Ratings and Reviews for 4502-1: X-wing Fighter

4502-1: X-wing Fighter

Overall Score

View Price Guide Review this Set
  • First Impression Does the set "WOW" you? 8.00
  • Unique Parts/Minifigures Unique parts? Increase resale? 9.00
  • Playability/Build Experience Is this a "FUN" set to build? 9.00
  • Value for money (NEW) "Bang for your buck"? 9.00
  • Theme Popularity Will theme help with resale? 9.00
  • Exclusivity Unique production aspects? 4.00
  • Packaging Does this set stand out? 7.00
  • Growth Potential Possibility of revenue growth? 5.00
  • Display Attributes Does this set stand out? 9.00
  • Conclusion Your final analysis.. 8.00
Review from: Grolim
Reviewed on: Jul 2, 2013
Avatar for: Grolim
Join Date: 12/10/2012
# of Reviews: 41

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Luke Skywalker: We'll never get it out now!
Yoda: So certain are you. Always with you it cannot be done. Hear you nothing that I say?

The 4502 X-Wing Fighter set was released in 2004 as part of the Original Trilogy subtheme of Star Wars.  There have been many X-Wing based sets released since The Lego Group acquired the Star Wars license and began to produce Lego sets based on what is probably the most popular movie franchise in history.  In fact this set was the 4th large version X-Wing to be released and there have been another 3 since, so it sits right in the middle.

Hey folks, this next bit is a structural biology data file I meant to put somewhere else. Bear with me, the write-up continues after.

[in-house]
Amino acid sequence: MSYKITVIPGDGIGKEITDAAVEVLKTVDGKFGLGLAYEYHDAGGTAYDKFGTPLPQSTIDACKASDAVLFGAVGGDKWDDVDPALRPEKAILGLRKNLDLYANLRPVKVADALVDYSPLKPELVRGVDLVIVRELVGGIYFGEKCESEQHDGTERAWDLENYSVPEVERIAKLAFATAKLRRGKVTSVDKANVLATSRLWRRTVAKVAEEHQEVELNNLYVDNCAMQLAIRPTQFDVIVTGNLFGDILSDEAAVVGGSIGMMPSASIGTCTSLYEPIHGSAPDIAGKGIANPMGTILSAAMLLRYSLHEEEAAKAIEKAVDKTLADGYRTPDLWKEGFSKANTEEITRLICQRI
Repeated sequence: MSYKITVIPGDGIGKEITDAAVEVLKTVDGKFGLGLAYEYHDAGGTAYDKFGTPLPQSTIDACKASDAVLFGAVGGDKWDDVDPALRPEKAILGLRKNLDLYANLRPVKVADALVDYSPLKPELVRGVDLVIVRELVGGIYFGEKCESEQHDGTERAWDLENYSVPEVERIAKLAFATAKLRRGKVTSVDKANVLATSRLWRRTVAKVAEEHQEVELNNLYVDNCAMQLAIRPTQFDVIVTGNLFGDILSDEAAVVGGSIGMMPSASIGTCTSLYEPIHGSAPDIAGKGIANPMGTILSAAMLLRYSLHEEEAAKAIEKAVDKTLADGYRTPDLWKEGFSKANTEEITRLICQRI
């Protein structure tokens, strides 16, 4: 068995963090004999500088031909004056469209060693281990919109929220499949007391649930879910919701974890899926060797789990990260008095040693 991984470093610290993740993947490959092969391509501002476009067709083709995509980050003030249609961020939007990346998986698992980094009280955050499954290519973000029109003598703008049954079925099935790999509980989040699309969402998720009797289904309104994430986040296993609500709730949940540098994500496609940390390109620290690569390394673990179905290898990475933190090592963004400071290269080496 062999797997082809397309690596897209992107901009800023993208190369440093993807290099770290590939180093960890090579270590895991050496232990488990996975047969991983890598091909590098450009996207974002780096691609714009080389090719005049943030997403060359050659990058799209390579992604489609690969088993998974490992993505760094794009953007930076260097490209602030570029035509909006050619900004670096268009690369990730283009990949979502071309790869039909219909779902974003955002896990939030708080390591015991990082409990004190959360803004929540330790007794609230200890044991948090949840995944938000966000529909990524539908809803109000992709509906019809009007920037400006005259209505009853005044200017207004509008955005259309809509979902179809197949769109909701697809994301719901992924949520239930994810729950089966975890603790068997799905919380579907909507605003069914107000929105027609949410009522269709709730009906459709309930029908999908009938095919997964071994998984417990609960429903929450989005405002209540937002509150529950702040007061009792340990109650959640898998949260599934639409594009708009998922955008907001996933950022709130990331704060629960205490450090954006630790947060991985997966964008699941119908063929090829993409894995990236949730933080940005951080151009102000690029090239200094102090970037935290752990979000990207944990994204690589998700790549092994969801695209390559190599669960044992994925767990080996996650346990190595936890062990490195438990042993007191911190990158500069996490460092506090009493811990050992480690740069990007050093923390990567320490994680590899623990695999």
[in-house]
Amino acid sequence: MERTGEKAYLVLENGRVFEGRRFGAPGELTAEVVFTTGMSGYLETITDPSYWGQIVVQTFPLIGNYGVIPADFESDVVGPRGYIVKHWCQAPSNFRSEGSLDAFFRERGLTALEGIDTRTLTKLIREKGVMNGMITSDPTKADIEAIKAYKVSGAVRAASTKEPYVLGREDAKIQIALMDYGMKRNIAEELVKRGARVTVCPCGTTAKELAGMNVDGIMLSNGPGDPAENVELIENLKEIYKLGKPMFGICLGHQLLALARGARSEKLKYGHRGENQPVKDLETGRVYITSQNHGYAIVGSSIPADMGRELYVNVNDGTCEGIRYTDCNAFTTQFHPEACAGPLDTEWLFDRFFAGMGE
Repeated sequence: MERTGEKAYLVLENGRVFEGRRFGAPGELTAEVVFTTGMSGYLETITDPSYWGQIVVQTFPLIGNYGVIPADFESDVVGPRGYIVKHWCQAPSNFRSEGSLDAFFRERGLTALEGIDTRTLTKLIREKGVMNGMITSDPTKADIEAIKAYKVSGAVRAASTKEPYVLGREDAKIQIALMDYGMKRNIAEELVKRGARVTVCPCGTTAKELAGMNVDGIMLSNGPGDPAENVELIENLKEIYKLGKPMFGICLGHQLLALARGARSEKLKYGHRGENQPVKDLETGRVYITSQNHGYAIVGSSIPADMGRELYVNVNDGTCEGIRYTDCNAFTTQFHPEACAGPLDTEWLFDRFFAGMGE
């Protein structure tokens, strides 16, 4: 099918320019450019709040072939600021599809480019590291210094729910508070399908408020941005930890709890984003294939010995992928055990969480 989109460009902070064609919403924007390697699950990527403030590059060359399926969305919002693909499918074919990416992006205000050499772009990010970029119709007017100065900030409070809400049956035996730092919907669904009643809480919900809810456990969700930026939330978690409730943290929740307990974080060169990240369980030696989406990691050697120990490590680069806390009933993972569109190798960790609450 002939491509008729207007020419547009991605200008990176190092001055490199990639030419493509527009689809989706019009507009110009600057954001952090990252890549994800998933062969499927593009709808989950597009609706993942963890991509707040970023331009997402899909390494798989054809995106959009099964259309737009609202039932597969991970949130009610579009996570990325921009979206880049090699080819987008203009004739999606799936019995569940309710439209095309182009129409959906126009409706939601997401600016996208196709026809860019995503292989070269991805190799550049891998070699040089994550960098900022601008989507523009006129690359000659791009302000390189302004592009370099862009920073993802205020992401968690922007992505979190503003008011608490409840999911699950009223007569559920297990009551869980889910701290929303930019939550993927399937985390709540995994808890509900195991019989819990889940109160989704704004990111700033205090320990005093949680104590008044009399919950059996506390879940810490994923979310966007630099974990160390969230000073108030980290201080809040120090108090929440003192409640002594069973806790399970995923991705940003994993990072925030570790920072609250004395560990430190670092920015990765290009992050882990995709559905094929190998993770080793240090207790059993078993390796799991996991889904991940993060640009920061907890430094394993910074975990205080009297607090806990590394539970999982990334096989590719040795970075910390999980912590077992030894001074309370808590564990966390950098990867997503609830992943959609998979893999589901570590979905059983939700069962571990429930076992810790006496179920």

What distinguishes this model from its X-Wing peers is that it is based on the X-Wing that Luke Skywalker piloted to Degobah in search of Yoda.  The ship becomes buried in the swamp and this set depicts that with green vine pieces draped over parts of the ship.  You also get Yoda’s hut to build so you can recreate the Degobah setting.  This is the only set we’ve seen released that contains Yoda’s little hut and it’s a great point of difference.

The set makes a great first impression.  It is easily recognisable as an X-Wing, which is something even non-fans of Star Wars will probably be able to see.  For those with finer knowledge of the Star Wars universe, the ship and Yoda’s hut will immediately conjure up the scenes from the movie on which it is based.  The size of the ship is impressive given it’s modest 563 piece count (some of which go to the hut).  It may not be the largest or most detailed Star Wars model or even X-Wing around, but it does have a decent amount of wow factor and rather than just being a generic ship, it links to that specific movie reference.


The 3 minifigures included are the ones you would expect from the setting, Luke, Yoda, and R2-D2.  Lets look at each of them in detail:

  • Luke Skywalker – this is a unique version of Luke, so very rare.  He’s in his Degobah training outfit as Yoda puts him through his paces.  As such he commands a significant premium on the minifigure market with asking prices starting just under $30 for a new condition one.  Many people collect Star Wars minifigures or even just a niche area like all versions of Luke and this one will be needed to complete those collections.  A definite driver of set value here.